In short, twitter has the edge on smartphones. They also have no incentive to strengthen their key competitor (Facebook) by supporting a facebook mobile OS. They certainly wouldn’t want to share data with a facebook directly or indirectly. Some key things to consider here:
- Data transfer through a facebook mobile OS would improve Facebook’s social graph and increase the value of facebook’s targeted advertising. It would also weaken twitter’s value proposition to potential advertisers relative to Facebook.
- Users would most likely choose an iOS or Android based platform with strong twitter support over a facebook mobile OS with negligible twitter support.
Twitter’s reasons for not supporting a facebook mobile OS would hold true for other social networks. Given the choice between neglecting a facebook mobile OS versus supporting it, competing social networks have every strategic reason to neglect a potential Facebook mobile OS. This makes it difficult for a facebook mobile OS to gain market traction. They already have key app developers (social network apps) gunning against them.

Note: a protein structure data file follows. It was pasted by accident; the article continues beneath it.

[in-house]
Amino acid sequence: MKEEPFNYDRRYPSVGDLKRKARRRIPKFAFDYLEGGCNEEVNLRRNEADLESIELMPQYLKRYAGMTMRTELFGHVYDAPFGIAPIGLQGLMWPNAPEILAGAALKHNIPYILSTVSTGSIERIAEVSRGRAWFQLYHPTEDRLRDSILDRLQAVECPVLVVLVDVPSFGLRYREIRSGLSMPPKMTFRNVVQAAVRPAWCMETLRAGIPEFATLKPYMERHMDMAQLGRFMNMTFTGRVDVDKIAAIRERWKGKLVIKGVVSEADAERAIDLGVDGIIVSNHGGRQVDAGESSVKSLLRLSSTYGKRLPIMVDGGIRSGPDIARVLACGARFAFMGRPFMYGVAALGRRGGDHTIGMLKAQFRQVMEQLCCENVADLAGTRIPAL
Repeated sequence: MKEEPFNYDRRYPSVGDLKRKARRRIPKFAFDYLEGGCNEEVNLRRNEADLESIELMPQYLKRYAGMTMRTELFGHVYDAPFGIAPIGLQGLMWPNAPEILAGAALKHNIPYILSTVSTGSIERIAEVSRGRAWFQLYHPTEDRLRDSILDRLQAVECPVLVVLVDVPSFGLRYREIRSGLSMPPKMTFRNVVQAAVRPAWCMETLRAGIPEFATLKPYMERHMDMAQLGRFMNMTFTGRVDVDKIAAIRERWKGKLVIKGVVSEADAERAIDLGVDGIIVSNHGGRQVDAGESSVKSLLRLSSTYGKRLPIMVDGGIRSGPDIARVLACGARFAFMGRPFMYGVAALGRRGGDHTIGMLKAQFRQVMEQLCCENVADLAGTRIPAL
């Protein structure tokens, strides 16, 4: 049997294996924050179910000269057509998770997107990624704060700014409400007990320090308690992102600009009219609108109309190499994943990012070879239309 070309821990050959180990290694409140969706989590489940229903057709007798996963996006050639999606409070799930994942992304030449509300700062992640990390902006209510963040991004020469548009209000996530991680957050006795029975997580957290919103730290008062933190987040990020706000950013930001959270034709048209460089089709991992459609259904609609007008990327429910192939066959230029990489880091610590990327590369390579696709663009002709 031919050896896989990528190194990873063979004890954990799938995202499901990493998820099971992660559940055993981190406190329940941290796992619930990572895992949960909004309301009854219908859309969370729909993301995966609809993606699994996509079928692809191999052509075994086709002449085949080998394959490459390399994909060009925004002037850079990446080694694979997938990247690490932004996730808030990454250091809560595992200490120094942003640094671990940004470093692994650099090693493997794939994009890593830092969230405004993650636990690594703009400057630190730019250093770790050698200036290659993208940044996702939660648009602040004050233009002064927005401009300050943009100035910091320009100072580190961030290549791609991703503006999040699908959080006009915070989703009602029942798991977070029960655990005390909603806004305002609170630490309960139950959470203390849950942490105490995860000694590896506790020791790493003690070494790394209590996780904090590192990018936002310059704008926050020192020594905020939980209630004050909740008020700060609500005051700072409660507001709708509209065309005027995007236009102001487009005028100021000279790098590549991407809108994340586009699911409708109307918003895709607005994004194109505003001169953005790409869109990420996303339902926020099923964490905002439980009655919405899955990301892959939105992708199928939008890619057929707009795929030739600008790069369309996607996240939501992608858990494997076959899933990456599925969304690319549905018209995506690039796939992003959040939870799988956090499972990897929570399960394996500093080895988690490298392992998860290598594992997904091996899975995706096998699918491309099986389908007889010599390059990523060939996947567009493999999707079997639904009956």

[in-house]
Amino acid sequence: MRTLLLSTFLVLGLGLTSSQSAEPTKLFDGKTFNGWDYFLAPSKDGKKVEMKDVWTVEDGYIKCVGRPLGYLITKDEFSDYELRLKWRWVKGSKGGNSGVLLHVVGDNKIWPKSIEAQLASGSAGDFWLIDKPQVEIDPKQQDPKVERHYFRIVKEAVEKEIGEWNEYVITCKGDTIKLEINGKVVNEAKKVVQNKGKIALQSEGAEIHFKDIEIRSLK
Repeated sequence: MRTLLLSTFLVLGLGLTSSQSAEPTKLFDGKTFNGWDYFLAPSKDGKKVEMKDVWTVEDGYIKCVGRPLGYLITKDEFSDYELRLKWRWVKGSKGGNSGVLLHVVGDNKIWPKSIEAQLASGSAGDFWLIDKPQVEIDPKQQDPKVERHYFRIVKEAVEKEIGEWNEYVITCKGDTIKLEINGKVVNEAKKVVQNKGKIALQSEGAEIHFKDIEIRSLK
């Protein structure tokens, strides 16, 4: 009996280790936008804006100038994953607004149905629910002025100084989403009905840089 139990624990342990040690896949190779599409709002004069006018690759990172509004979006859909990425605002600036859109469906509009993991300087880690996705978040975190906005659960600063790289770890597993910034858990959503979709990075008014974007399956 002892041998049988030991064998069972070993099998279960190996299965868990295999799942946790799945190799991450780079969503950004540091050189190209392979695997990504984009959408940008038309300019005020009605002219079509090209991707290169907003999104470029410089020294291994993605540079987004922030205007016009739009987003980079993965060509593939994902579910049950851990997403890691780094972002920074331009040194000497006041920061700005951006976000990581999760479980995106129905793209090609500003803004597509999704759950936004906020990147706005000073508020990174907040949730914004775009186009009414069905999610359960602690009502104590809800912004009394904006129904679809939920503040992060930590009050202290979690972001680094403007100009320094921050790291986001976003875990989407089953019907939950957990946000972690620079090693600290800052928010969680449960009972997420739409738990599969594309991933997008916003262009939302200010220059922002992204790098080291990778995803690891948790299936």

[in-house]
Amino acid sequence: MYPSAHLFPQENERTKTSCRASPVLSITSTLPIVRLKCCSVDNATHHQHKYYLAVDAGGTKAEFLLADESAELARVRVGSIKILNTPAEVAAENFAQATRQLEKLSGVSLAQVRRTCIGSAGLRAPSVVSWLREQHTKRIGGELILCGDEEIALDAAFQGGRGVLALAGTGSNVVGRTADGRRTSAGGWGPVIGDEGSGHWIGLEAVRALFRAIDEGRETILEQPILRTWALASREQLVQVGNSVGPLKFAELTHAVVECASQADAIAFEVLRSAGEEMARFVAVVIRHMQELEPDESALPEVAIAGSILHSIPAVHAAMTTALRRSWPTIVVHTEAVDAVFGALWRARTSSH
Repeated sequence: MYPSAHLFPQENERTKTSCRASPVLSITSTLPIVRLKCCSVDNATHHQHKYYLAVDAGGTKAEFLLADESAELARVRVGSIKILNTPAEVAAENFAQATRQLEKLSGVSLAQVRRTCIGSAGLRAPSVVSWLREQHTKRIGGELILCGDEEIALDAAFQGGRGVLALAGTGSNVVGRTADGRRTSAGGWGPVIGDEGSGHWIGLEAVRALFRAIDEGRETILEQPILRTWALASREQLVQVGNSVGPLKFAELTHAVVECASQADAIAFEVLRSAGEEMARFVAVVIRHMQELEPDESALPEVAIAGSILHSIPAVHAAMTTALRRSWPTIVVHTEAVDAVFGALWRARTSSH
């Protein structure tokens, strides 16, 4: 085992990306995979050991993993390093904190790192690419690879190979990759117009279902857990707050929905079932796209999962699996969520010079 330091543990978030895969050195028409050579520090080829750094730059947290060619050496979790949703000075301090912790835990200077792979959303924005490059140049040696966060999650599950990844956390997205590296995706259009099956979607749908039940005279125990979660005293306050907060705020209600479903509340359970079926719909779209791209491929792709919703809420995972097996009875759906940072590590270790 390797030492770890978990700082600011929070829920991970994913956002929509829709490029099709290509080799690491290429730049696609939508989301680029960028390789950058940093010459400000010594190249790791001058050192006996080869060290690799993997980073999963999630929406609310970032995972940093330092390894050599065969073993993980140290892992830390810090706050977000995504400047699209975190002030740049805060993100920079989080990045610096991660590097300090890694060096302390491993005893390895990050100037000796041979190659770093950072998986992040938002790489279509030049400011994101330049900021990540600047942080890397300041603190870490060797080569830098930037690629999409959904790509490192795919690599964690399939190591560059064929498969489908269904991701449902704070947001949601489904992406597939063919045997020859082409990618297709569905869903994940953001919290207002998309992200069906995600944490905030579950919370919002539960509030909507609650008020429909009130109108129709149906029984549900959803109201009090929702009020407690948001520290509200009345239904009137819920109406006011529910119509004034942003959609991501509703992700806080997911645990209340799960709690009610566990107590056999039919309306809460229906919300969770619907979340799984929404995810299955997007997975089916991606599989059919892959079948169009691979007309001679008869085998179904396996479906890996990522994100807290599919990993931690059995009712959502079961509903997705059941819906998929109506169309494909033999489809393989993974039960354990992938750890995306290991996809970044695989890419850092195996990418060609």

Other reasons why a Facebook/webOS deal has dillutive effects
Facebook is banned in a lot of countries. It seems like a lot of tech analysts are stuck in a U.S. bubble. A Facebook mobile OS wouldn’t see the day of light in many places of the world. People can use VPNs and other methods to access Facebook even though it is banned on personal computers. If a country forbids wireless carriers from selling phones with a mobile OS, those phones are dead in the water.